Financing a single payer plan through the federal income tax would have lifted a big cost burden from American business — especially small business — also, a major selling point would have been that millions upon millions of taxpayers would have received annual financial windfalls, because the increase in their federal income taxes would have been less than their annual health insurance premiums, plus deductibles and co-pays. As I illustrated previously in examples premised on a tax rate schedule progressively advanced from 16 to 60 percent, some households would have received an annual windfall of over $9,000.
7) A Bloated Pentagon – President Obama should have started educating the U.S. public about a bloated Pentagon in his 2008 presidential campaign. Some markers in this educational campaign should have been: a) the U.S., with about five percent of the world’s population, accounts for over 40 percent of the world’s military spending; b) the Pentagon gets 57 percent of the discretionary budget — discretionary spending is exclusive of trust fund spending and interest on the national debt. We neglect rebuilding our domestic infrastructure at our future peril; and c) our military command follows a full sprectrum dominance doctrine, whiuch means that we must be superior in all aspects of military warfare over all other nations.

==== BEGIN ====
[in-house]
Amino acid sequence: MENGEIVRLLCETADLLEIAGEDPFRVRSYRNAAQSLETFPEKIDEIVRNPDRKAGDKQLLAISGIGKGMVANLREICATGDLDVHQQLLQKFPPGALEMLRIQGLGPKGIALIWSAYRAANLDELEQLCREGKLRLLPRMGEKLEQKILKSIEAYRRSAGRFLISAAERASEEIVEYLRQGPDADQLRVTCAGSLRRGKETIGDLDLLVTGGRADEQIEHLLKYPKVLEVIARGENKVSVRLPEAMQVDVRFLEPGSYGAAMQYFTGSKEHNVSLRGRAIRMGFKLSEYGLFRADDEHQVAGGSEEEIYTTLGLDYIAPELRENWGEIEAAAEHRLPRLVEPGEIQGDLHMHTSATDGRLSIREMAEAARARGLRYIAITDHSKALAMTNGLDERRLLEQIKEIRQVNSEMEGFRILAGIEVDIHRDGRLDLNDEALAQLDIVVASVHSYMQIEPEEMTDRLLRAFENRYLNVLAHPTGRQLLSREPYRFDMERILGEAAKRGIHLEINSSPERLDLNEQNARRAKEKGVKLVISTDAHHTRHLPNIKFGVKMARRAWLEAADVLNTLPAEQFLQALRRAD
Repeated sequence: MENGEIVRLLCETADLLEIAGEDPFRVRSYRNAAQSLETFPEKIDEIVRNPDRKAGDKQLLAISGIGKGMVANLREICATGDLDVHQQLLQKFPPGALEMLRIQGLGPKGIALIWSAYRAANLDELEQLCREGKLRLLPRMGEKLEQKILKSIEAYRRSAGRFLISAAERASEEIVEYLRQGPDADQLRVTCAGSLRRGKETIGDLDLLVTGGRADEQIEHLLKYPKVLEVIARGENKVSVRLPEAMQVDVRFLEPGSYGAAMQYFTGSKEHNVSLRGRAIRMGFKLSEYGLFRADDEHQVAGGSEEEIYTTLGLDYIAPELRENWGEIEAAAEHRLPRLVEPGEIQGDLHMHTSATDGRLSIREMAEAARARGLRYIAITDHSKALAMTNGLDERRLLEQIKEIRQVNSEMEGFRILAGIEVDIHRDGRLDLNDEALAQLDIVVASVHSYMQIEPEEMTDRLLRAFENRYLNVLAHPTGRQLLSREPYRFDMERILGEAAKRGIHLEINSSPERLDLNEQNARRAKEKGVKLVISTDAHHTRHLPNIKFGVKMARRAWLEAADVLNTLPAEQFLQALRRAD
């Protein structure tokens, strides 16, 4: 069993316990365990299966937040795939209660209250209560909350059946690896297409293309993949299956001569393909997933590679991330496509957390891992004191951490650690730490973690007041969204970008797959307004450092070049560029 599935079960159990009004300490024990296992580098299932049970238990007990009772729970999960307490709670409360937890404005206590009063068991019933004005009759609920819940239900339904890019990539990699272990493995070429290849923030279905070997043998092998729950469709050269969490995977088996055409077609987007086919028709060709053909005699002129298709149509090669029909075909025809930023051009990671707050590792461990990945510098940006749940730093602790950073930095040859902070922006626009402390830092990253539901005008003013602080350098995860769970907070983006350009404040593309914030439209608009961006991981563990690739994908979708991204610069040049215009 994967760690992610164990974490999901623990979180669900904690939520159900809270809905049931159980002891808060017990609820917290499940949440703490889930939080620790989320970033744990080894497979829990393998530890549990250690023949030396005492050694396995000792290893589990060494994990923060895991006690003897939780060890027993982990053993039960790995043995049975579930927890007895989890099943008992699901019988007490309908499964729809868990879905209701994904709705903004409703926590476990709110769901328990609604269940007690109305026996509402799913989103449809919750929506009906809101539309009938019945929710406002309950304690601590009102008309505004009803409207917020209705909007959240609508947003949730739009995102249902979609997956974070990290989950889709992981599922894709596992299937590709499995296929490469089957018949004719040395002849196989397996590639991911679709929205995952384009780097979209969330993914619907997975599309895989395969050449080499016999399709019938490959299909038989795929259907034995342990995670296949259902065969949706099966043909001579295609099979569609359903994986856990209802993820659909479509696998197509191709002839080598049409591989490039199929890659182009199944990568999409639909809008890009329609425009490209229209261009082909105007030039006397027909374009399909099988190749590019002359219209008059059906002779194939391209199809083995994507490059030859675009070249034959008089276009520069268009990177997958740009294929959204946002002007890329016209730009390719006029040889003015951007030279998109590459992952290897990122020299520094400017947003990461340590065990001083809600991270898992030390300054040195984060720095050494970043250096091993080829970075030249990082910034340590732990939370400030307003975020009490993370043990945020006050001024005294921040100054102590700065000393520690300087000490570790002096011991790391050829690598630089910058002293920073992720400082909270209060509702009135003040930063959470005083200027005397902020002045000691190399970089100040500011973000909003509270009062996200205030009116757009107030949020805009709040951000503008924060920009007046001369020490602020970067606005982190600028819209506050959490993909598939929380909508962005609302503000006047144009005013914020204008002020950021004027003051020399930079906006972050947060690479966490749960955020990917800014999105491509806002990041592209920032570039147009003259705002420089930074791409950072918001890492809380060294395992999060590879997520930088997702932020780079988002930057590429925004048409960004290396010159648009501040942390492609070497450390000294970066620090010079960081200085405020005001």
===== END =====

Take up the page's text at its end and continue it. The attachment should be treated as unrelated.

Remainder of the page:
Presient Obama may not fully appreciate these kinds of spending imbalances, or, at least, he doesn’t communicate them to the public. Notable in this failure in communication is that Obama let his newly appointed defense secretasry, Leon Panetta, make alarming statements about how sequestration of a little under a half trillion dollars would have a devastating effect on the military.
8) The Military as Job Creator – President Obama doesn’t appear to know how poor military spending is in job creation. In announcing an arms sale to the Middle East, Obama said the sale would create or maintain 55,000 jobs. Economists who study the relationship of government spending to job creation have found that spending $1 billion on education, healthcare, or other domestic spending creates a lot more jobs than spending $1 billion on the military.
9) Collective Bargaining Inaction – Although Obama said in the 2008 presidential campaign that if there was an attempt to reduce the rights of organized labor, he woule put on a pair of comfortable shoes and march in protest. In regard to Wisconsin, Obama made one speech in which he condemned efforts to diminish collective bargaining rights and he briefly mentioned the issue before the National Governors Association annual meeting.
President Obama would not have said a word about the Ohio referendum to overturn a law mangling collective bargaining rights if the talk show host, Bill Press, had not aggressively pressed the White House to support the referendum only four or five days before the election.
In the nest blog, I will focus on mistakes made by President Obama in the 2012 campaign. most of these points culd have been made in the first debate.